Today I'm covering another strategy from the Australian Signals Directorate’s Essential 8: Disabling untrusted Microsoft Office macros.
We’ll be looking at strategies to protect against malicious macros. These strategies can all be implemented in a Windows domain environment using Group Policy and they do not require third party software. This might not be the most exciting subject in the world, but grab a coffee and stick with me, it’s important.
Office macros have been around for a long time and are a great way to automate repetitive tasks. Unfortunately they continue to be a popular way for cyber-criminals to deliver malicious payloads to computers. They are popular because it's much easier to get a person to interact with an Office document, than it is coaxing them into running a suspicious executable (that is also more likely to get picked up by anti-virus). Especially if the document is disguised as something they deal with daily in their work life, such as an invoice or remittance advice.
Malware is often spread via email spam that uses an Office macro to kick off the infection process and download additional components. These messages will often come from a trusted source, someone the recipient knows, that's already been infected. Emotet is an example of malware that is currently spreading via malicious email spam, and that uses macro enabled Word documents. This nasty piece of malware has many tricks up its sleeve and can steal passwords and also extract email data.
Once upon a time Office macros ran by default, fortunately these days the default setting in Microsoft Office is to disable and prompt to enable. I'm sure everyone is used to seeing the security warning:
That looks pretty good, should be protection enough, right? Unfortunately not. In many cases people become accustomed to clicking Enable Content without thinking, in our busy working lives it's certainly easy to become oblivious to this type of warning. Even if you receive your overdue invoice email and you're unsure about proceeding, the cyber-criminals are very helpful and often provide easy to read instructions, to encourage you along, this one looks pretty official:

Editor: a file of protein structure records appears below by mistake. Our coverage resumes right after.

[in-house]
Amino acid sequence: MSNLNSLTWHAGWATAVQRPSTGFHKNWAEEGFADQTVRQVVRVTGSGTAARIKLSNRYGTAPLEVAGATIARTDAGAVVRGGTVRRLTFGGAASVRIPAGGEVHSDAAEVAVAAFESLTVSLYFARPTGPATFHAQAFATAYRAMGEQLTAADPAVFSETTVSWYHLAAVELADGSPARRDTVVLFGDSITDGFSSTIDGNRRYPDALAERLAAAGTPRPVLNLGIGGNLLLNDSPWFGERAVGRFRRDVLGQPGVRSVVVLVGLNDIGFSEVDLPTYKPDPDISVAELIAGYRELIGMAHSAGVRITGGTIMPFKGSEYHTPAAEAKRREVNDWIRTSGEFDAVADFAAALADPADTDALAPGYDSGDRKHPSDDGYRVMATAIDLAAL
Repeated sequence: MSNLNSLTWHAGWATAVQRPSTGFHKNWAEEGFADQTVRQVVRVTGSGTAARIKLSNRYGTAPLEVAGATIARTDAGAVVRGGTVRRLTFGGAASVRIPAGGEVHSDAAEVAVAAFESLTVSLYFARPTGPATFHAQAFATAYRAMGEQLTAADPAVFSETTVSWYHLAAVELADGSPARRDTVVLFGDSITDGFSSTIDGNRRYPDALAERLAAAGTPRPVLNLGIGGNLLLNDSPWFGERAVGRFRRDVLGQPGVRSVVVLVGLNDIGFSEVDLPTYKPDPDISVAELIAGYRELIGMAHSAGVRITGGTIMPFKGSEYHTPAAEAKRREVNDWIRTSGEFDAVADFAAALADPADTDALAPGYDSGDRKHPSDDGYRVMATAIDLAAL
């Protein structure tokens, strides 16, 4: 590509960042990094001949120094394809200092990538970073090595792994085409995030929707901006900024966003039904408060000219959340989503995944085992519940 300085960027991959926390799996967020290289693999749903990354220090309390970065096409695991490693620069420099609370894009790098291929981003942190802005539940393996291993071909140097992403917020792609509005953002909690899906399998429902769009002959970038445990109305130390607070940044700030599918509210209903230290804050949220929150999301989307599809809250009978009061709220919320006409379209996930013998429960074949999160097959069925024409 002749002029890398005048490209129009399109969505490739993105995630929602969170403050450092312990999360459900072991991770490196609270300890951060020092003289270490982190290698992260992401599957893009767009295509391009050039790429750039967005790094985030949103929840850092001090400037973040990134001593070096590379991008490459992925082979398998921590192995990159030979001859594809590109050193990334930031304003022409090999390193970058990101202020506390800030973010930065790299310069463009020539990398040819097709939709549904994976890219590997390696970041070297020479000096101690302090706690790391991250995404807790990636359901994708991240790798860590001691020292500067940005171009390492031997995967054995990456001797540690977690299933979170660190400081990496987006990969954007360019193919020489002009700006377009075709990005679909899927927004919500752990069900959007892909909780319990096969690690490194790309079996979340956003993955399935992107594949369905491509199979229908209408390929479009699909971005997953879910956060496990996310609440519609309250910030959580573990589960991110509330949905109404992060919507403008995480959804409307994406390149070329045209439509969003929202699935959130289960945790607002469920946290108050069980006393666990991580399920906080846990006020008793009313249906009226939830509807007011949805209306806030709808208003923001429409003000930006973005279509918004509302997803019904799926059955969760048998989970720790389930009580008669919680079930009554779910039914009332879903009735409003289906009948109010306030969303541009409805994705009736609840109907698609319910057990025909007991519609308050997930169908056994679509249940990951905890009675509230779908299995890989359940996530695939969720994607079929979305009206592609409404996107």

Microsoft introduced an additional security measure in Office 2013/2016 that can block macros in Word, Excel and PowerPoint documents coming from the internet. This includes documents coming in via email and downloaded from websites or storage accounts like Dropbox. This setting is controlled through Group Policy and should be enabled as it greatly reduces the risk of malicious macros entering your environment and running. This is certainly not a replacement for email and web content filtering, they should of course still be in place. See what happens when I choose to try to enable a macro received though email with this setting in place:
This is a great start, but we still need to do some additional work here to ensure our environment is secure. A simple Save As will work around this restriction. You need additional restrictions in place, the options here are:
Ideally, you disable macros from running completely. This should be controlled through Group Policy so it can't be changed on a computer. Certain business processes may require macro functionality however, so in many cases it won’t be practical to disable functionality across all parts of an organisation. But perhaps macros can be disabled for a subset of employees or for certain Office applications across all users. For example, maybe only a small number of people need to run Excel macros and all other Office applications can have the functionality disabled. One rule doesn’t have to suit all, let’'s reduce the attack surface if we can.
For those staff members that need to run macros, we really should look at whitelisting good macros and disabling all others. This can be done in two ways:
By specifying one or more trusted locations, which are normally shared network folders. Office documents in these folders bypass any macro restrictions. It's important that access to these folders is restricted, and only approved staff can add or modify macros in Office documents in these trusted folders.
By signing macros in approved documents with an SSL certificate. This means that documents are not restricted to certain network locations, but does mean that a company needs to purchase a code signing certificate and implement a process whereby an approver signs macros in trusted documents. Group Policies ensure that only macros signed with the approved certificate(s) will be allowed to run, all others will be disabled.
Both of these methods offer a high level of protection against macro malware, which method is preferable will depend primarily on how macros are used in the organisation and acceptable risk levels. That's where the planning part comes in.
Bye for now.
Colin has over 20 years consulting experience working with organisations ranging from small business to large enterprises. He has consulted in the United Kingdom, Canada and Australia. He specialises in Microsoft based technology solutions, disaster recovery implementations and information security.